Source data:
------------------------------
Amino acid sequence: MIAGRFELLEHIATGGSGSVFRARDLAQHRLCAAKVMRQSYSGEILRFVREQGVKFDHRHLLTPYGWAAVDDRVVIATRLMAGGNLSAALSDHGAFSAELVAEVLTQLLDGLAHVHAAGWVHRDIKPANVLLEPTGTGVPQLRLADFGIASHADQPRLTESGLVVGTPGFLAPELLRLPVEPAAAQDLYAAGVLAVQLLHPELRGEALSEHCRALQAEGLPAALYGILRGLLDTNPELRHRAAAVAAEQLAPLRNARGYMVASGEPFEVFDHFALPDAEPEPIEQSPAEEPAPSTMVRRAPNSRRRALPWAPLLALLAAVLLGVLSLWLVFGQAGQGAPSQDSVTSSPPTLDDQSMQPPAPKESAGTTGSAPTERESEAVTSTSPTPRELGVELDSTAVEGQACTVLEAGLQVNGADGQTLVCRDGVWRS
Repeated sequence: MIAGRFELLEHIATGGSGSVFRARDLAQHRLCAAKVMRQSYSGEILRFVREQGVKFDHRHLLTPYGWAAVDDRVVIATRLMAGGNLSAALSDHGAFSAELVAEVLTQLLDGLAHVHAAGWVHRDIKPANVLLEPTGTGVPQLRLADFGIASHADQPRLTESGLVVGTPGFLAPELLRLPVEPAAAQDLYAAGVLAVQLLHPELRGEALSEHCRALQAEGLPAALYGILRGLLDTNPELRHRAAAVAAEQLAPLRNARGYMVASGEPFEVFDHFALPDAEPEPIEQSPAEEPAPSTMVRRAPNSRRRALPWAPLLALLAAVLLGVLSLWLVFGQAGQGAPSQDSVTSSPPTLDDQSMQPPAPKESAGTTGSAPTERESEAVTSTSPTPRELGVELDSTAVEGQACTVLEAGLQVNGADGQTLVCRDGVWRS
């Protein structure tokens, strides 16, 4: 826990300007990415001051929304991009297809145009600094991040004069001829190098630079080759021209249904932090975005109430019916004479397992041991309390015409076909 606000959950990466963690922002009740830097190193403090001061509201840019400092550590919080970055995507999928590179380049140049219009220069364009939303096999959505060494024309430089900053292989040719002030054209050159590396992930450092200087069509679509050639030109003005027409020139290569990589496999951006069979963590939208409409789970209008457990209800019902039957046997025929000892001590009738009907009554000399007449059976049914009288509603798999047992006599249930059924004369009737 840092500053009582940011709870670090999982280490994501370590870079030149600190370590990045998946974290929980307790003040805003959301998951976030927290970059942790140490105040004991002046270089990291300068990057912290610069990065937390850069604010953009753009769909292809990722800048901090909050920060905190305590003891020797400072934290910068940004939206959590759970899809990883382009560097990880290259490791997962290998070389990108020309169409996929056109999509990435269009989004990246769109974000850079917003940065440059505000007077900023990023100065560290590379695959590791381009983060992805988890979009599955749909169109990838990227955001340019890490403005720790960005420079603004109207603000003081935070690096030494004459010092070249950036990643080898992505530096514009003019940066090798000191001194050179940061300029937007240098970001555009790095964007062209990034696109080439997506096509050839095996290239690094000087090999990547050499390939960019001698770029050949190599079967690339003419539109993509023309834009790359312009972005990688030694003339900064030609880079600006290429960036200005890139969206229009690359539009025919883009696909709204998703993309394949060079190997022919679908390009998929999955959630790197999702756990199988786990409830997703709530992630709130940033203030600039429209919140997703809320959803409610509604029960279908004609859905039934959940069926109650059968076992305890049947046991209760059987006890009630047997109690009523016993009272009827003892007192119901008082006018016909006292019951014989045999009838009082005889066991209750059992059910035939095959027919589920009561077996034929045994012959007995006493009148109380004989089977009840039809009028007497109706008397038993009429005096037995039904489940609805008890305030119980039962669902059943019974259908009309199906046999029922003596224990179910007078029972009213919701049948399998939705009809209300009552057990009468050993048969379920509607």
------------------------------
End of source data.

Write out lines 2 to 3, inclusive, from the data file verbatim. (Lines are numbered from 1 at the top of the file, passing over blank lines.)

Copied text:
Repeated sequence: MIAGRFELLEHIATGGSGSVFRARDLAQHRLCAAKVMRQSYSGEILRFVREQGVKFDHRHLLTPYGWAAVDDRVVIATRLMAGGNLSAALSDHGAFSAELVAEVLTQLLDGLAHVHAAGWVHRDIKPANVLLEPTGTGVPQLRLADFGIASHADQPRLTESGLVVGTPGFLAPELLRLPVEPAAAQDLYAAGVLAVQLLHPELRGEALSEHCRALQAEGLPAALYGILRGLLDTNPELRHRAAAVAAEQLAPLRNARGYMVASGEPFEVFDHFALPDAEPEPIEQSPAEEPAPSTMVRRAPNSRRRALPWAPLLALLAAVLLGVLSLWLVFGQAGQGAPSQDSVTSSPPTLDDQSMQPPAPKESAGTTGSAPTERESEAVTSTSPTPRELGVELDSTAVEGQACTVLEAGLQVNGADGQTLVCRDGVWRS
């Protein structure tokens, strides 16, 4: 826990300007990415001051929304991009297809145009600094991040004069001829190098630079080759021209249904932090975005109430019916004479397992041991309390015409076909 606000959950990466963690922002009740830097190193403090001061509201840019400092550590919080970055995507999928590179380049140049219009220069364009939303096999959505060494024309430089900053292989040719002030054209050159590396992930450092200087069509679509050639030109003005027409020139290569990589496999951006069979963590939208409409789970209008457990209800019902039957046997025929000892001590009738009907009554000399007449059976049914009288509603798999047992006599249930059924004369009737 840092500053009582940011709870670090999982280490994501370590870079030149600190370590990045998946974290929980307790003040805003959301998951976030927290970059942790140490105040004991002046270089990291300068990057912290610069990065937390850069604010953009753009769909292809990722800048901090909050920060905190305590003891020797400072934290910068940004939206959590759970899809990883382009560097990880290259490791997962290998070389990108020309169409996929056109999509990435269009989004990246769109974000850079917003940065440059505000007077900023990023100065560290590379695959590791381009983060992805988890979009599955749909169109990838990227955001340019890490403005720790960005420079603004109207603000003081935070690096030494004459010092070249950036990643080898992505530096514009003019940066090798000191001194050179940061300029937007240098970001555009790095964007062209990034696109080439997506096509050839095996290239690094000087090999990547050499390939960019001698770029050949190599079967690339003419539109993509023309834009790359312009972005990688030694003339900064030609880079600006290429960036200005890139969206229009690359539009025919883009696909709204998703993309394949060079190997022919679908390009998929999955959630790197999702756990199988786990409830997703709530992630709130940033203030600039429209919140997703809320959803409610509604029960279908004609859905039934959940069926109650059968076992305890049947046991209760059987006890009630047997109690009523016993009272009827003892007192119901008082006018016909006292019951014989045999009838009082005889066991209750059992059910035939095959027919589920009561077996034929045994012959007995006493009148109380004989089977009840039809009028007497109706008397038993009429005096037995039904489940609805008890305030119980039962669902059943019974259908009309199906046999029922003596224990179910007078029972009213919701049948399998939705009809209300009552057990009468050993048969379920509607």